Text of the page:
Com­mod­ity prices jump on China tar­iffs

The Oklahoman (Sunday) - - BUSINESS - Walt & Alex Bre­itinger www.parag­o­nin­vest­

Soy­bean prices fall to nine-year lows be­fore China tar­iffs be­gan.

Trade war be­gins, traders buy beans

Af­ter months of pos­tur­ing, the first can­non­balls in the trade war be­tween the U.S. and China were fired on Fri­day morn­ing, as each na­tion of­fi­cially im­posed $34 bil­lion in tar­iffs on one an­other’s ex­ports.

Pres­i­dent Trump in­di­cated that he will im­pose tar­iffs on an­other $16 bil­lion in im­ports next week, with the pos­si­bil­ity of ex­tend­ing the taxes to $500 bil­lion of Chi­nese im­ports.

For com­modi­ties traders, soy­beans are the most af­fected mar­ket, as China’s tar­iffs are di­rected against U.S. soy­beans. With the tar­iffs of­fi­cially in place, beans fell to $8.34 per bushel, the low­est level in nine years.

How­ever, op­ti­mistic traders bought beans on Fri­day morn­ing, cit­ing an adage, “the time to buy is when there’s blood in the streets.” Re­cent re­ports are sug­gest­ing that this year’s soy­bean crop is record large due to great weather, and the world’s big­gest buyer now has taxes in place against our soy­beans, lead­ing many to be­lieve that things can­not get much worse. As of mid­day Fri­day, soy had soared 30 cents (+3.5 per­cent) off the low.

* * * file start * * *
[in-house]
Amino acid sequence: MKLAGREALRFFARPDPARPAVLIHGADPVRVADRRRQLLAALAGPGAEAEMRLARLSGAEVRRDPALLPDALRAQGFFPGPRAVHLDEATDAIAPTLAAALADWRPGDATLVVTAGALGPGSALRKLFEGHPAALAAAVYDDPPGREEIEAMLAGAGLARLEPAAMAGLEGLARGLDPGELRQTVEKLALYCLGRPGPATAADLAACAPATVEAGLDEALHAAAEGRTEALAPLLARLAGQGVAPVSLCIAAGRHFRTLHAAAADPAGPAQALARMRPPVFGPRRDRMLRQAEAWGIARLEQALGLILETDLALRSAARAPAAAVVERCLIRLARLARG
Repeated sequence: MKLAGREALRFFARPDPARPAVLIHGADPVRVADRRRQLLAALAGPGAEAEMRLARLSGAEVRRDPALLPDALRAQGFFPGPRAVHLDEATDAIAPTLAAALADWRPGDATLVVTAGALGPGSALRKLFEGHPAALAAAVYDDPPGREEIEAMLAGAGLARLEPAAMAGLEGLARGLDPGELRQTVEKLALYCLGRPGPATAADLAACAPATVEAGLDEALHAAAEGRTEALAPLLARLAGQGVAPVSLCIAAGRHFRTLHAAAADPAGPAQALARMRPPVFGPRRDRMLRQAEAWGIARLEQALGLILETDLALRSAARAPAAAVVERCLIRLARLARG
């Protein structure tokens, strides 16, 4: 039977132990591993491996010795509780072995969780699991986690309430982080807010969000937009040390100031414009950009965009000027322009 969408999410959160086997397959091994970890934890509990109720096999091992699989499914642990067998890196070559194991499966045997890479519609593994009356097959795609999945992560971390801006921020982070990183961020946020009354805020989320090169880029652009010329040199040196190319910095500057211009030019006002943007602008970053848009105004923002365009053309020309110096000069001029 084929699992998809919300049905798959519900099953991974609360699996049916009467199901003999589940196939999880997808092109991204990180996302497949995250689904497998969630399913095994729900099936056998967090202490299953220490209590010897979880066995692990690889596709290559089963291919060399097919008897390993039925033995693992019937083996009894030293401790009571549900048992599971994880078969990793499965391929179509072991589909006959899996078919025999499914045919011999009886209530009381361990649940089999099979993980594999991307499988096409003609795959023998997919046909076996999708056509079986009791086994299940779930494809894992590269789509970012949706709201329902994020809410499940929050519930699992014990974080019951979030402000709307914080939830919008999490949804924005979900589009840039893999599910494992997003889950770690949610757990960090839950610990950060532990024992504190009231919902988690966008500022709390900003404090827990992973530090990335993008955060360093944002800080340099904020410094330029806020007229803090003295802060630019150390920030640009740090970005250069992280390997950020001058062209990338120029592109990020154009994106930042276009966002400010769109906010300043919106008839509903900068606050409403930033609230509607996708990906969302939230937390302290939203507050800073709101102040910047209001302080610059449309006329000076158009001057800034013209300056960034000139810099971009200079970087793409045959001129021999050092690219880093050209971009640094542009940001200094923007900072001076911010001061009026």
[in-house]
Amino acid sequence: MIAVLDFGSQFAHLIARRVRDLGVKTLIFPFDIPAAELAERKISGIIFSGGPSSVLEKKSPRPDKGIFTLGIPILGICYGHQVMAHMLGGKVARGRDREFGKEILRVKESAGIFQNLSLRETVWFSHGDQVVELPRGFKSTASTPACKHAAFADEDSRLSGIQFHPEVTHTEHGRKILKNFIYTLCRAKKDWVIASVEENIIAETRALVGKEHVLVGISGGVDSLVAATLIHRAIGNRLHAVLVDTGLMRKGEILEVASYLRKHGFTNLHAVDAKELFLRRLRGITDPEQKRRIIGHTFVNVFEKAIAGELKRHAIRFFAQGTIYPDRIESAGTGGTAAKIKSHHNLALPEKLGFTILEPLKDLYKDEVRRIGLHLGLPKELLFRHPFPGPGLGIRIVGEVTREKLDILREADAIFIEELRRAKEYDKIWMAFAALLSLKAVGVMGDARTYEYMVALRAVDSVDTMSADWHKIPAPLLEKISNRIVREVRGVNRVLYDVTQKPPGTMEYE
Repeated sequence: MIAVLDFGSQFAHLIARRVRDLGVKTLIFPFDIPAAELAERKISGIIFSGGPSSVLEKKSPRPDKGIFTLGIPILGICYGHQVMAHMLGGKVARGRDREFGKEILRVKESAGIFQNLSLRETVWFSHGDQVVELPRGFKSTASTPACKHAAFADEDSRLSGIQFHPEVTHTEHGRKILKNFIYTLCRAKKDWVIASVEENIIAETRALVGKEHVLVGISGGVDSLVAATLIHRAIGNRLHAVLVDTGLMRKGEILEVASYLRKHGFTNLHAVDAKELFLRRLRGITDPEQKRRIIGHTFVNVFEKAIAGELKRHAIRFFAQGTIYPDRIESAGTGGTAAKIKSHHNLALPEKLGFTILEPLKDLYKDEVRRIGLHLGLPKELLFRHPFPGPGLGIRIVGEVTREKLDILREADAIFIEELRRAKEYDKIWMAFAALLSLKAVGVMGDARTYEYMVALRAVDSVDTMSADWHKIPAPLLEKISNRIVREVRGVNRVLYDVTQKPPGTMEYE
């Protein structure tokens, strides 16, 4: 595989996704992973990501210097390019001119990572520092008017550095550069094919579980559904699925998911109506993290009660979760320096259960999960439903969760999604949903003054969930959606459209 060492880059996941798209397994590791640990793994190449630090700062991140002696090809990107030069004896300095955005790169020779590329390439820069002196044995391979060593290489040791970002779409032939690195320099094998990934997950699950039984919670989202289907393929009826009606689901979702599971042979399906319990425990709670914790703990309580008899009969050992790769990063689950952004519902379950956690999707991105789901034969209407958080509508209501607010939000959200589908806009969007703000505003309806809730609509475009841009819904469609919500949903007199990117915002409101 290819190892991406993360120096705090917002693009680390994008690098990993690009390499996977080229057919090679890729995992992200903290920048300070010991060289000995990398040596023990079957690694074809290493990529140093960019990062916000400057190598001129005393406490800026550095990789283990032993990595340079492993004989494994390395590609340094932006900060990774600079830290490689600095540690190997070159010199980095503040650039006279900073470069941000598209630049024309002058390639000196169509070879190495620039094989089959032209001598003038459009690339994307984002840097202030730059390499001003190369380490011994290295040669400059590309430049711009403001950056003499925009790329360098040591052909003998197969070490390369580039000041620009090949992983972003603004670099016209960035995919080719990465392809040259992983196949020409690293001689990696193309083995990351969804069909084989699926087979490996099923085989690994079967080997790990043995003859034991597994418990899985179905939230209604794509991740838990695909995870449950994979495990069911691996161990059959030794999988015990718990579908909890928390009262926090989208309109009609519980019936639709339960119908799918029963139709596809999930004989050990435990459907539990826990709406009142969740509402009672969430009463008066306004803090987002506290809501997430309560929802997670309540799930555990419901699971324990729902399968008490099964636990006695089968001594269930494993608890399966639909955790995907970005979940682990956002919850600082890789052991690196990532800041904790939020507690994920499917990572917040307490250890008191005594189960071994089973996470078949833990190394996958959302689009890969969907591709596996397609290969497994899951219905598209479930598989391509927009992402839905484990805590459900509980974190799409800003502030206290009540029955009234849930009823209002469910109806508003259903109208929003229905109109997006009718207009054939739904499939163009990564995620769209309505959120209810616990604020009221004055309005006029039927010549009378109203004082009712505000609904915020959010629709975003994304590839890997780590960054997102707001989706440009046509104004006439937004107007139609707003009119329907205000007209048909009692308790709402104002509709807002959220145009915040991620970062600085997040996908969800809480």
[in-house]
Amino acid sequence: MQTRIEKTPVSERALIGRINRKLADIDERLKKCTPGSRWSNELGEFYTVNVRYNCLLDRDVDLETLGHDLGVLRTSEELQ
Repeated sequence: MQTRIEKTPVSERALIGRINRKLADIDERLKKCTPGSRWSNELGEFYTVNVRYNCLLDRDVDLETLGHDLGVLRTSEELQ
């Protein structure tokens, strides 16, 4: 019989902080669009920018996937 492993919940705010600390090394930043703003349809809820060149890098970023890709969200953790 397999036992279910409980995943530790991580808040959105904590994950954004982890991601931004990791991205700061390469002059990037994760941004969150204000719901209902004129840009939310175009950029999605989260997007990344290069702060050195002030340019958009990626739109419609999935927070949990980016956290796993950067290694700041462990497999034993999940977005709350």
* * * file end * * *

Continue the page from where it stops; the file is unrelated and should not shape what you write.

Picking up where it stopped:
U.S. econ­omy cruising along

Even af­ter the trade war with China of­fi­cially be­gan this week, stock mar­kets rose, a sign that U.S. com­pa­nies may weather the storm.

There is on­go­ing hope that U.S. tech com­pa­nies will ben­e­fit if Pres­i­dent Trump can ne­go­ti­ate a deal to bet­ter pro­tect Amer­i­can tech­nol­ogy in China, which is keep­ing the tech-heavy Nas­daq near all-time highs. There have also been in­di­ca­tions that trade ne­go­ti­a­tions with the Euro­pean Union have been work­ing, which may re­sult in more U.S. auto sales to Europe, a big boost to U.S. manufacturing.

Mean­while, the U.S. econ­omy con­tin­ues to steadily add jobs and un­em­ploy­ment re­mains low, keep­ing busi­ness op­ti­mism high and S&P 500 fu­tures trend­ing higher.

Metals melt lower

Gold and sil­ver prices con­tin­ued de­clin­ing this week, reach­ing a six­month low at $1,239 and $15.72 per ounce, re­spec­tively.

A strong econ­omy and ris­ing in­ter­est rates in the United States make hold­ing onto metals less ap­peal­ing, since they don’t pay in­ter­est, div­i­dends or rent, un­like other as­sets such as bonds, stocks or real es­tate. Th­ese fac­tors and in­creas­ing be­lief that the Fed­eral Re­serve will man­age in­fla­tion have di­min­ished demand for metals, knock­ing them to new lows on Wed­nes­day.

Longer-term, eco­nomic or po­lit­i­cal un­cer­tainty could give the metals a boost, as could bar­gain­hunt­ing buy­ers, who have swooped into the mar­kets in the past when gold falls to $1,200 or sil­ver drops to $15 per ounce.

Opin­ions are solely the writ­ers’. Walt & Alex Bre­itinger are com­mod­ity fu­tures bro­kers with Paragon In­vest­ments in Sil­ver Lake, Kansas. They can be reached at 800-411-3888 or www. parag­o­nin­vest­ This is not a so­lic­i­ta­tion of any or­der to buy or sell any mar­ket.


Soy­bean plants grow in a field near Tiskilwa, Illi­nois.


Soy­beans sit in a con­tainer af­ter be­ing har­vested at a farm in Brazil.

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